Loading ...
Sorry, an error occurred while loading the content.

Re: [hreg] Houston will double Texas' solar power capacity with new solar power plant

Expand Messages
  • jcargas@aol.com
    Jim, Yes. With City Council approval, the City will sign a PPA for the purchase of electricity.? Much of the risk for performance and delivery is on NRG who
    Message 1 of 5 , Sep 30, 2009

      Yes. With City Council approval, the City will sign a PPA for the purchase of electricity.  Much of the risk for performance and delivery is on NRG who will build, own and operate the plant.  The game changing aspect is that the City's consultant, former Direct Energy President Don Whaley, suggested that NRG offer the City a 10 MW block of 24/7 power.  During the evenings and cloudy days, NRG will make up the difference with conventional power. This eliminates any concern that renewable power, like solar, is intermittent and unpredictable. In my personal opinion, this will set a new model for renewable energy deals.
      - Jim Cargas
      Opinions expressed here are personal and not attributable to the City of Houston.

      -----Original Message-----
      From: Jim & Janet <jhd1@...>
      To: hreg@yahoogroups.com
      Sent: Wed, Sep 30, 2009 5:35 pm
      Subject: [hreg] Houston will double Texas' solar power capacity with new solar power plant

      This is great news!
      But my question is this, does the City of Houston plan to create a PPA [power purchase agreement] with NRG Texas? If so, this may set a record for such agreements in Texas. Most PPAs are not this large.
      I hope that HREG readers will keep the rest of thus abreast on how this project progresses.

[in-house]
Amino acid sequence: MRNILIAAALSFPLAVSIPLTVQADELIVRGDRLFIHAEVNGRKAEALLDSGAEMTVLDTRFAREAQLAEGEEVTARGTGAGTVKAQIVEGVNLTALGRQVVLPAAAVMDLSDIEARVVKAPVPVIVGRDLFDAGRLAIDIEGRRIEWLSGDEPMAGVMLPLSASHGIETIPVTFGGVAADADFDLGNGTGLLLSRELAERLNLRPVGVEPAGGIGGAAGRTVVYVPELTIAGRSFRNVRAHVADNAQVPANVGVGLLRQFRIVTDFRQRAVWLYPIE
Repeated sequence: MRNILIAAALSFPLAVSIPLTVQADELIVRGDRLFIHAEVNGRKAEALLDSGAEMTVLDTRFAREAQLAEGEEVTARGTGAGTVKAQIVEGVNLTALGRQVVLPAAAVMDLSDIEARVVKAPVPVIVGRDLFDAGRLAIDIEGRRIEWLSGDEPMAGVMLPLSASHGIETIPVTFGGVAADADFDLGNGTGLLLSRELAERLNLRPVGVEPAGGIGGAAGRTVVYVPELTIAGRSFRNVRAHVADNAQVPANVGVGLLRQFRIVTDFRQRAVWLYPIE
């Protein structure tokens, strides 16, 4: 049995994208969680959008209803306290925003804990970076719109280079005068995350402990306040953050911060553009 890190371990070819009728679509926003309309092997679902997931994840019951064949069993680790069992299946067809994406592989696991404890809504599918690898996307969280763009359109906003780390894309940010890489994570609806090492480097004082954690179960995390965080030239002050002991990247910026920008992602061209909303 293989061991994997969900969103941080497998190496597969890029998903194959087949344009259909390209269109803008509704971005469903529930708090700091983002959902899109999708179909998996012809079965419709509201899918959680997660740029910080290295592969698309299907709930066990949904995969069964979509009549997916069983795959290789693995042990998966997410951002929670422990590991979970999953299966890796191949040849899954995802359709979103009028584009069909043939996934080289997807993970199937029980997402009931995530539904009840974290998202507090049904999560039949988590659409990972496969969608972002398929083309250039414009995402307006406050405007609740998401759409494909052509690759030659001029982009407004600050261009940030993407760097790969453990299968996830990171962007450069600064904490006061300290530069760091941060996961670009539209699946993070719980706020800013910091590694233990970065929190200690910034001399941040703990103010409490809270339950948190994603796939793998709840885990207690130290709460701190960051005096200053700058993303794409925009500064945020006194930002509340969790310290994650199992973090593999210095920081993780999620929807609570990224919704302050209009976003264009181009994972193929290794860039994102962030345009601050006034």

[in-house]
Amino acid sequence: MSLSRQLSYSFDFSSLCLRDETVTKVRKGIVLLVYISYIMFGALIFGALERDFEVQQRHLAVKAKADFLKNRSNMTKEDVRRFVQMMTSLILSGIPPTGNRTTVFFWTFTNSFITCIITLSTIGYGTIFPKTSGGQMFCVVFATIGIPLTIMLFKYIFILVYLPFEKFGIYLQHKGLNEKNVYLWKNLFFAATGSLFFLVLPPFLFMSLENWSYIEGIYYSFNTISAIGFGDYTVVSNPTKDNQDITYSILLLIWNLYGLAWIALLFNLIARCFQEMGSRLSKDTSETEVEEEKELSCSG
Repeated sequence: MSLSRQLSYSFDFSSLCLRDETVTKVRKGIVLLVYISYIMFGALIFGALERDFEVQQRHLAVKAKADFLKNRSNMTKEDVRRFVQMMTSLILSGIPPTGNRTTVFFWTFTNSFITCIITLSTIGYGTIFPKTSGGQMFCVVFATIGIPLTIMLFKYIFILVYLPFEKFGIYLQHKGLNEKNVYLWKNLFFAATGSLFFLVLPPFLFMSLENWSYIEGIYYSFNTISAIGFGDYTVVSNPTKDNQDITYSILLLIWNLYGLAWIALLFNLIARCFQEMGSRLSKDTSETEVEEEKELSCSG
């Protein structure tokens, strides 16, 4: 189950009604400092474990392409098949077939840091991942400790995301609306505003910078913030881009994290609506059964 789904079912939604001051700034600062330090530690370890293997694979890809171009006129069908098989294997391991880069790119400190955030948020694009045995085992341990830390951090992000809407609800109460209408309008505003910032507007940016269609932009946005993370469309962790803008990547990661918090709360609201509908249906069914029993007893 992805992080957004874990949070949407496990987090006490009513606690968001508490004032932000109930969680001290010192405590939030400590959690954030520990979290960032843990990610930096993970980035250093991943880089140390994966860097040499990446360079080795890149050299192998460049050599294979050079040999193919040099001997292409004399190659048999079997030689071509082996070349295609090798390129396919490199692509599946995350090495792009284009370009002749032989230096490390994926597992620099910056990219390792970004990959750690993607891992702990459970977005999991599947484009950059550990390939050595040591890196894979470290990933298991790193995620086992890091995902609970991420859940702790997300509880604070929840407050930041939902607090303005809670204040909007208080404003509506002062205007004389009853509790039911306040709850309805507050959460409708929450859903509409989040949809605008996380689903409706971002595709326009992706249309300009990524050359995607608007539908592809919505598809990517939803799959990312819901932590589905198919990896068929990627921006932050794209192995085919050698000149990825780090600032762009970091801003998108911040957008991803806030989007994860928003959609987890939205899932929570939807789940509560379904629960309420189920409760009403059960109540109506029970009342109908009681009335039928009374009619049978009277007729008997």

Jim Duncan
      NRG Texas, LLC, through its subsidiaries, operates as a wholesale electric power generating company in the United States. As of September 30, 2004, it owned 60 generating units at 11 electric power generation facilities located in Texas; and also a 30.8% interest in the south Texas Project Electric Generating Station, a nuclear generating station with two 1,250 megawatts (MW) nuclear generating units. As of the above date, its net generating capacity was 14,153 MW, of which approximately 2,585 MW of gas-fired capacity was mothballed.....

      ----- Original Message -----
      From: Randy
      Sent: Wednesday, September 30, 2009 12:20 PM
      Subject: [hreg] Re: Houston will double Texas' solar power capacity with new solar power plant

      http://app1. kuhf.org/ houston_public_ radio-news- display.php? articles_ id=1253828331

      Houston Commissions State's Largest Solar Project

      September 24, 2009

      by: Laurie Johnson

      The City of Houston plans to partner with NRG Texas to build the state's largest solar farm. The 40-million dollar project will go online next year and provide energy exclusively for city buildings. Laurie Johnson has more.